On or about October 19, 2010, MBA's representative signed an Errors and Omissions Insurance Renewal Application ("2010 Application"). Ex. R. to Park Dec. The 2010 Application provided, in part, id. :

The Applicant's Failure to report to the Company any Claim made against it during the current policy term, or act, or omission or circumstances which the Applicant is aware of which may give rise to a Claim before the expiration of the current policy may create a lack of coverage for each Applicant who had a basis to believe that any such act, error, omission, or circumstance might reasonably be expected to be the basis of a claim.

Similarly, Section I of the 2010-2011 Policy, entitled "Insuring Agreements, " provided that coverage was only available if if "[p]rior to the inception date of [the 2010-2011] policy and if continuously renewed no Insured had a basis to believe that any such act or omission, or related act or omission, might reasonably be expected to be the basis of a claim." (Ex. Q to Park Dec., Endt. 4).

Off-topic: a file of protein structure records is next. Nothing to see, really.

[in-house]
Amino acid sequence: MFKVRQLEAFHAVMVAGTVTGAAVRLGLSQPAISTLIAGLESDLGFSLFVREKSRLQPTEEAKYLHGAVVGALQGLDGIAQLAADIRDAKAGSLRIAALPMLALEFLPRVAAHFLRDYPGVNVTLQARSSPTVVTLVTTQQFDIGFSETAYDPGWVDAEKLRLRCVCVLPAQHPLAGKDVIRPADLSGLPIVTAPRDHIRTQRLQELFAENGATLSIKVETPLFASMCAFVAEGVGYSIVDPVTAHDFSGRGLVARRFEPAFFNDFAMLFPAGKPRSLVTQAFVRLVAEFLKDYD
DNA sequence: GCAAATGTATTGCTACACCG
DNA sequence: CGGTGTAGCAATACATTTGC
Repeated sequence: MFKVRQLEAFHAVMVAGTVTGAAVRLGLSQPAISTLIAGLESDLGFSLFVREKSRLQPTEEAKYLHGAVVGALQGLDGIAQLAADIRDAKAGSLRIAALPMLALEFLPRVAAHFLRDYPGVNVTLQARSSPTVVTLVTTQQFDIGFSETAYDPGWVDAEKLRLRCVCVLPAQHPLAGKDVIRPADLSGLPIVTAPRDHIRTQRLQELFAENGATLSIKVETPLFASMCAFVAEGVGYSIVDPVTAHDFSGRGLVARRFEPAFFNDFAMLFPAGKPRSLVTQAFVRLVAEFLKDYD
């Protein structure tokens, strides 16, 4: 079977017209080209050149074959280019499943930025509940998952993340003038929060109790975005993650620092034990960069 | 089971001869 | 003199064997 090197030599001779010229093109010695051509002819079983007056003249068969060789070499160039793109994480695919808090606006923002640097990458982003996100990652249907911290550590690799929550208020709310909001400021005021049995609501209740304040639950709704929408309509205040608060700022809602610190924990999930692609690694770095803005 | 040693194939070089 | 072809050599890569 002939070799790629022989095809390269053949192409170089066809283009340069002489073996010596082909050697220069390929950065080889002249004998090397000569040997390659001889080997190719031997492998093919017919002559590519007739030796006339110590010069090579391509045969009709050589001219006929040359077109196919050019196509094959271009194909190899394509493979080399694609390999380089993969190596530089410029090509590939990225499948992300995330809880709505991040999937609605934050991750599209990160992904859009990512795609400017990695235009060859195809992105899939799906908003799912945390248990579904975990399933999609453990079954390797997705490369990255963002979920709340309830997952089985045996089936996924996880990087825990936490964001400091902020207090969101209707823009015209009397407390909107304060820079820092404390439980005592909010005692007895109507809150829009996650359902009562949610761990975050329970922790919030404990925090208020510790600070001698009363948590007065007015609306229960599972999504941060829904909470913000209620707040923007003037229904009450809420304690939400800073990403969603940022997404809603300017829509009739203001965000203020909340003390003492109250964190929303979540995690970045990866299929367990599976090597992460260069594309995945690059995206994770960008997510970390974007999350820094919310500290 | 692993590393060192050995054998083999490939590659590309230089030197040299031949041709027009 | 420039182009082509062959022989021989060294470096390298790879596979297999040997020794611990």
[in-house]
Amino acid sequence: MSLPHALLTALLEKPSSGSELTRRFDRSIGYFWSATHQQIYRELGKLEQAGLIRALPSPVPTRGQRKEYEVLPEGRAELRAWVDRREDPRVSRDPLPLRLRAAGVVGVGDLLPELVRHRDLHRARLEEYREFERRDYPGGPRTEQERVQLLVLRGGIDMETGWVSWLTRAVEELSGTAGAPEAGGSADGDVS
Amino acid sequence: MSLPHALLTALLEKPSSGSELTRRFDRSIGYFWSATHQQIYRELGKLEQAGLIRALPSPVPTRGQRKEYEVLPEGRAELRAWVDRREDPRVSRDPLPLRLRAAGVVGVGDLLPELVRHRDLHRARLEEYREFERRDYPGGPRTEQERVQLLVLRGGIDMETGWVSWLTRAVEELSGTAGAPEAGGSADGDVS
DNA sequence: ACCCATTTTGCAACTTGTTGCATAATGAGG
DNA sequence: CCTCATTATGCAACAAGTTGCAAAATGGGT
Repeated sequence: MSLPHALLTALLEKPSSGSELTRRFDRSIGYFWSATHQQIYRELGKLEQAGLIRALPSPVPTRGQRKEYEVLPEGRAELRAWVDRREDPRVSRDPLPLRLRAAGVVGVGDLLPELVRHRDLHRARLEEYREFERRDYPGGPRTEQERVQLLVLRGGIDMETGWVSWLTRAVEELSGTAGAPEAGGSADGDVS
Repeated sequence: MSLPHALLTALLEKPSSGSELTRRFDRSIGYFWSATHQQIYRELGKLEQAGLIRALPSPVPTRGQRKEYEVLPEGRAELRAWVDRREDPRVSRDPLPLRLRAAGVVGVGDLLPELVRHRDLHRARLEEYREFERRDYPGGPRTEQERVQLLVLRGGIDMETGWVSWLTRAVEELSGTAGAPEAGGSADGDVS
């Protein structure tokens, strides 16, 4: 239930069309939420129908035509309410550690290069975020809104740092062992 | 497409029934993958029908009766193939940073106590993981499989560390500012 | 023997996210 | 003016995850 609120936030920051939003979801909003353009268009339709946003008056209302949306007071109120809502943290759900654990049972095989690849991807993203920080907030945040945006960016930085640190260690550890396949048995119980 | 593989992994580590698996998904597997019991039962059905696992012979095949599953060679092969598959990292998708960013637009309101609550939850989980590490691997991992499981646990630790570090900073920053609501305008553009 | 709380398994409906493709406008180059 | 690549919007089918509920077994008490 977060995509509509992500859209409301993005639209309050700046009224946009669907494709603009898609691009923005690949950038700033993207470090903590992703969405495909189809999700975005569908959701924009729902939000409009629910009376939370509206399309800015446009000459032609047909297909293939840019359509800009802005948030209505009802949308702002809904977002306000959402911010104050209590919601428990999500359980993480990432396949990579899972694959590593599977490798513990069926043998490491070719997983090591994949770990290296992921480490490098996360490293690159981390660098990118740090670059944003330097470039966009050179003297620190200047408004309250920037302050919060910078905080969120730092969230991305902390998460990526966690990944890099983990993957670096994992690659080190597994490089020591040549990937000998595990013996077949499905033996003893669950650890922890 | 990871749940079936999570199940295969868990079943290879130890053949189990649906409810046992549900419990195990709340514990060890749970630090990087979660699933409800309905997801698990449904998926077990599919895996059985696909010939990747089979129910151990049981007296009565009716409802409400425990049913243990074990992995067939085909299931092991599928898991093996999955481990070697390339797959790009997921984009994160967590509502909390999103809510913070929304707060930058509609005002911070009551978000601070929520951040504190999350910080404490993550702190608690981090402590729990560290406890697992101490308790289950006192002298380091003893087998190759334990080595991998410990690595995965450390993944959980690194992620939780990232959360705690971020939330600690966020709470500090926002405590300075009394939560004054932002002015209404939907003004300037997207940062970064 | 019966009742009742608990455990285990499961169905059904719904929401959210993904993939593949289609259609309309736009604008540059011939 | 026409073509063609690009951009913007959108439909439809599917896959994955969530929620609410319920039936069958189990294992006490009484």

The Maryland Action

In late 2004 or early 2005, RJW entered into a Coverholder Agreement, referred to as the "Client First Binding Authority Agreement, " with Brit Insurance ("Brit"), [6] an underwriter at Lloyd's of London (collectively, "Lloyd's"). Declaration of Ronald J. Wilson, CEO of RJW and MBA ("Wilson Dec., " ECF 48-4) ¶ 3. The Coverholder Agreement authorized RJA to act on behalf of Lloyd's to bind and administer Certificates of Insurance ("Certificates"), providing aggregate and specific excess-loss coverage to employer self-funded benefit plans. Id. ¶ 4.[7] This program was referred to as the "Client First Program." Id. The Coverholder Agreement provided that MBA would act as claims administrator for the Certificates. Id.